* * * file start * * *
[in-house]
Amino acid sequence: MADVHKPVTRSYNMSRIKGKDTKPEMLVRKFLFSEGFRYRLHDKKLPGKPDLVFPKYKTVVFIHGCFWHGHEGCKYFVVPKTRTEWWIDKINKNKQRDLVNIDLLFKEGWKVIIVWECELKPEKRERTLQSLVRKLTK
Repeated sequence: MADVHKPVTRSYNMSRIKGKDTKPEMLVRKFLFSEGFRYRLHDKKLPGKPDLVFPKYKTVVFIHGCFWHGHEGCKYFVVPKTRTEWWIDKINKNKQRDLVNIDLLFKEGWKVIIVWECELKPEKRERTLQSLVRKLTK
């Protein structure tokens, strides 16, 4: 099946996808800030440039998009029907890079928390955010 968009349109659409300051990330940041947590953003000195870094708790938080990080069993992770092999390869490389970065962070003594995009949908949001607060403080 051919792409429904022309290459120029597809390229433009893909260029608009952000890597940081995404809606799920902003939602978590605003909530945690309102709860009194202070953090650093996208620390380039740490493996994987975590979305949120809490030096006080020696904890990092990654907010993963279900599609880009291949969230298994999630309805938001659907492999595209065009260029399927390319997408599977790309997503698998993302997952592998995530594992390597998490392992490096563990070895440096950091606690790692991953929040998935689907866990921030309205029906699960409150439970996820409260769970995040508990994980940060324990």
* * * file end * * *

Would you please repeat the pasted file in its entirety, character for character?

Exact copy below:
[in-house]
Amino acid sequence: MADVHKPVTRSYNMSRIKGKDTKPEMLVRKFLFSEGFRYRLHDKKLPGKPDLVFPKYKTVVFIHGCFWHGHEGCKYFVVPKTRTEWWIDKINKNKQRDLVNIDLLFKEGWKVIIVWECELKPEKRERTLQSLVRKLTK
Repeated sequence: MADVHKPVTRSYNMSRIKGKDTKPEMLVRKFLFSEGFRYRLHDKKLPGKPDLVFPKYKTVVFIHGCFWHGHEGCKYFVVPKTRTEWWIDKINKNKQRDLVNIDLLFKEGWKVIIVWECELKPEKRERTLQSLVRKLTK
């Protein structure tokens, strides 16, 4: 099946996808800030440039998009029907890079928390955010 968009349109659409300051990330940041947590953003000195870094708790938080990080069993992770092999390869490389970065962070003594995009949908949001607060403080 051919792409429904022309290459120029597809390229433009893909260029608009952000890597940081995404809606799920902003939602978590605003909530945690309102709860009194202070953090650093996208620390380039740490493996994987975590979305949120809490030096006080020696904890990092990654907010993963279900599609880009291949969230298994999630309805938001659907492999595209065009260029399927390319997408599977790309997503698998993302997952592998995530594992390597998490392992490096563990070895440096950091606690790692991953929040998935689907866990921030309205029906699960409150439970996820409260769970995040508990994980940060324990």